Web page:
|Connectivity||Wired||Iâ€™m glad to see that Razer opted to go for a wired design. Wireless mice and keyboards require batteries, which can be expensive over time. However, I think the true reason for the wired design is the greater power appetite of the onboard illumination, which is always on while the PC is on. In addition, wired peripherals typically cost less than wireless peripherals of similar quality.|
|Other Features||2-port USB hub
iPod dock w/ L. Out
|The inclusion of a two-port USB hub can help offset the loss of two USB ports on the PC itself, offering an easier and more convenient location to connect mice, digital cameras, and flash drives. However, itâ€™s not a USB 2.0 hub.|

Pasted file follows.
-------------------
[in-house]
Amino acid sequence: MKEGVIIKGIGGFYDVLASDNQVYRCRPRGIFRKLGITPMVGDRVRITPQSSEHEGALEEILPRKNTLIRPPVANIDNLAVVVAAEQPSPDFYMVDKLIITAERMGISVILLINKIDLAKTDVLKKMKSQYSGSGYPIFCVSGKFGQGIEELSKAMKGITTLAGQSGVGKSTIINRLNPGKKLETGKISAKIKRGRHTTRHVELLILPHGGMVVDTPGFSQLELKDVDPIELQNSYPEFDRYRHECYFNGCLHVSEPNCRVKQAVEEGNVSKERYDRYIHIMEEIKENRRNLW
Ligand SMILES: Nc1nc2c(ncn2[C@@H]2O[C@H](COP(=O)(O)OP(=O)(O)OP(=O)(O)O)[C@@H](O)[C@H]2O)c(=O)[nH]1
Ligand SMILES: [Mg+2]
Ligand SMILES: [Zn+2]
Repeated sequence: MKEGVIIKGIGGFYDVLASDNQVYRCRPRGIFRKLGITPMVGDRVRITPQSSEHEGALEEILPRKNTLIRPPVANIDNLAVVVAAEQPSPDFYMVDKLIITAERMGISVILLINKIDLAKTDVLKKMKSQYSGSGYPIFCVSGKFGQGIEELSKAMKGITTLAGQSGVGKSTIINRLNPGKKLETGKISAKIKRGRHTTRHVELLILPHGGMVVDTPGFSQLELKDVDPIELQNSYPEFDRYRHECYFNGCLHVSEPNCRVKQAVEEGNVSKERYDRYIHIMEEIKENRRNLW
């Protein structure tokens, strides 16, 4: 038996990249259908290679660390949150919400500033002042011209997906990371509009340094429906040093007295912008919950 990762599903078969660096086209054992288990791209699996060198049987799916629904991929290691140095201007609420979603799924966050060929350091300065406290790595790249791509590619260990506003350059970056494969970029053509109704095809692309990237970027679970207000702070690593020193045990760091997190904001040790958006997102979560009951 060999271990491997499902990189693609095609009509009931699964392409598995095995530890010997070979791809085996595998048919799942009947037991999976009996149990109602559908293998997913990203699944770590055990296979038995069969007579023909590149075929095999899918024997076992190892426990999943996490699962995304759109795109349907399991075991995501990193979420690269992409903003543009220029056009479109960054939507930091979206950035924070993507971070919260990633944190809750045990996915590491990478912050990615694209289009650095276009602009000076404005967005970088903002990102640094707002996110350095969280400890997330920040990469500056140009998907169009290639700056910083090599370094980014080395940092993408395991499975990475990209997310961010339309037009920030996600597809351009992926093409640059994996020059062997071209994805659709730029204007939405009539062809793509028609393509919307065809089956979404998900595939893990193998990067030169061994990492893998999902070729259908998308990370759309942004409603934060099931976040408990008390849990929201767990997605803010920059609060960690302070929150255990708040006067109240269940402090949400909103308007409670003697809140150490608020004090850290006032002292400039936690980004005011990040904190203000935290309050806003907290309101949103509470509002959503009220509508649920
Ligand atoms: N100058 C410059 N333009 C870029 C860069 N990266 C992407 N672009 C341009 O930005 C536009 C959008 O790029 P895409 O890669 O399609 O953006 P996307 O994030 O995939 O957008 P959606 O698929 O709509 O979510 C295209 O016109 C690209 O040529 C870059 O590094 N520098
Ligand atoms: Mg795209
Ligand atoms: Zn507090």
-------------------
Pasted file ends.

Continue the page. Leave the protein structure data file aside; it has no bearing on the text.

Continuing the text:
|Model||Pro|Click v1.6||The Razer Pro Solutions Pro|Click v1.6 is actually a Razer Diamondback mouse in white, retaining all the features and functionality of its gaming counterpart.|
|Buttons||7 + Wheel||In addition to the two buttons and clickable scroll wheel, the Pro|Click v1.6 features two buttons on each side, for a total of seven buttons. In addition, the scroll wheel has 24 individual click positions, for high-resolution scrolling.
|Interface||USB||Yup. Itâ€™s USB all right. The connector itself features gold plating, a technique borrowed from the analog signal connectors of high-end audio systems. However, since mice deal with digital connections, this gold plating only serves to increase this productâ€™s bling-bling* quotient.